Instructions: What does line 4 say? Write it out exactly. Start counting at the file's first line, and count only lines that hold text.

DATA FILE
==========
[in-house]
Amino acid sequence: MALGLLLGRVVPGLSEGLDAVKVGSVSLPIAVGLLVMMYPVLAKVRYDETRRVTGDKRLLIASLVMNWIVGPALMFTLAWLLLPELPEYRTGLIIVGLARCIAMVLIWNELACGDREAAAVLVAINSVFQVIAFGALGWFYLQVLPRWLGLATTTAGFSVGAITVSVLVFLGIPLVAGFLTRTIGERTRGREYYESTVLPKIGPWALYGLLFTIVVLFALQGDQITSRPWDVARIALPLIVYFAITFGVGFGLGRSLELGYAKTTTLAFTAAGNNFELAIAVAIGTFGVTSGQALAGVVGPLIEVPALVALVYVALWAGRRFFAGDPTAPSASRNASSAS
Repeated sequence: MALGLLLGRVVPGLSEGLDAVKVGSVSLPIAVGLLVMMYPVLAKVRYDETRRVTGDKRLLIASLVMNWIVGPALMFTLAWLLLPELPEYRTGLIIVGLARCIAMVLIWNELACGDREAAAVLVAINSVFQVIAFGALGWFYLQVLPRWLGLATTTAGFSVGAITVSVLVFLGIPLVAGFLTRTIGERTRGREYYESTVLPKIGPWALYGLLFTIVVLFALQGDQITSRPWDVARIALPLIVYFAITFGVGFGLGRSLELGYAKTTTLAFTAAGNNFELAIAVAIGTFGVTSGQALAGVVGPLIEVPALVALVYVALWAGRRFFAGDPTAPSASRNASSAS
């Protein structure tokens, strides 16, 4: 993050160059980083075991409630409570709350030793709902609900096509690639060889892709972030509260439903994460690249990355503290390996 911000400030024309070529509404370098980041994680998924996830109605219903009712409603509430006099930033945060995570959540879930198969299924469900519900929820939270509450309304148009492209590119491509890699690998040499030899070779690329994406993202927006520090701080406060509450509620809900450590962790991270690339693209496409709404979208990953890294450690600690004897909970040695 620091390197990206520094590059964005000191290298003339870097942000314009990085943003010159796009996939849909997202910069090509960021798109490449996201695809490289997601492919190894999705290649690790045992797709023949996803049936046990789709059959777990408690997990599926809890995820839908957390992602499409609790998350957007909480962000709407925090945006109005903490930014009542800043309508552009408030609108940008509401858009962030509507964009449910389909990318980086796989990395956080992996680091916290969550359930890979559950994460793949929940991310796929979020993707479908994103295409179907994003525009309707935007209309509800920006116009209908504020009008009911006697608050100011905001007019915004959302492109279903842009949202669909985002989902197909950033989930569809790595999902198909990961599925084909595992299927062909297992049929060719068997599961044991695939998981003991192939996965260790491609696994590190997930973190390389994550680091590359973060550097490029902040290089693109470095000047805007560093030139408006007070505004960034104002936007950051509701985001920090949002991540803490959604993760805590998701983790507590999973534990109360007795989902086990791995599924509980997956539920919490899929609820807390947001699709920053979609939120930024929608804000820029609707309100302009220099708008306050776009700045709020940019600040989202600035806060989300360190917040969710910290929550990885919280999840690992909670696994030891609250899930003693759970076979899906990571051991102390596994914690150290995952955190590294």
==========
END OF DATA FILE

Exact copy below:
């Protein structure tokens, strides 16, 4: 993050160059980083075991409630409570709350030793709902609900096509690639060889892709972030509260439903994460690249990355503290390996 911000400030024309070529509404370098980041994680998924996830109605219903009712409603509430006099930033945060995570959540879930198969299924469900519900929820939270509450309304148009492209590119491509890699690998040499030899070779690329994406993202927006520090701080406060509450509620809900450590962790991270690339693209496409709404979208990953890294450690600690004897909970040695 620091390197990206520094590059964005000191290298003339870097942000314009990085943003010159796009996939849909997202910069090509960021798109490449996201695809490289997601492919190894999705290649690790045992797709023949996803049936046990789709059959777990408690997990599926809890995820839908957390992602499409609790998350957007909480962000709407925090945006109005903490930014009542800043309508552009408030609108940008509401858009962030509507964009449910389909990318980086796989990395956080992996680091916290969550359930890979559950994460793949929940991310796929979020993707479908994103295409179907994003525009309707935007209309509800920006116009209908504020009008009911006697608050100011905001007019915004959302492109279903842009949202669909985002989902197909950033989930569809790595999902198909990961599925084909595992299927062909297992049929060719068997599961044991695939998981003991192939996965260790491609696994590190997930973190390389994550680091590359973060550097490029902040290089693109470095000047805007560093030139408006007070505004960034104002936007950051509701985001920090949002991540803490959604993760805590998701983790507590999973534990109360007795989902086990791995599924509980997956539920919490899929609820807390947001699709920053979609939120930024929608804000820029609707309100302009220099708008306050776009700045709020940019600040989202600035806060989300360190917040969710910290929550990885919280999840690992909670696994030891609250899930003693759970076979899906990571051991102390596994914690150290995952955190590294």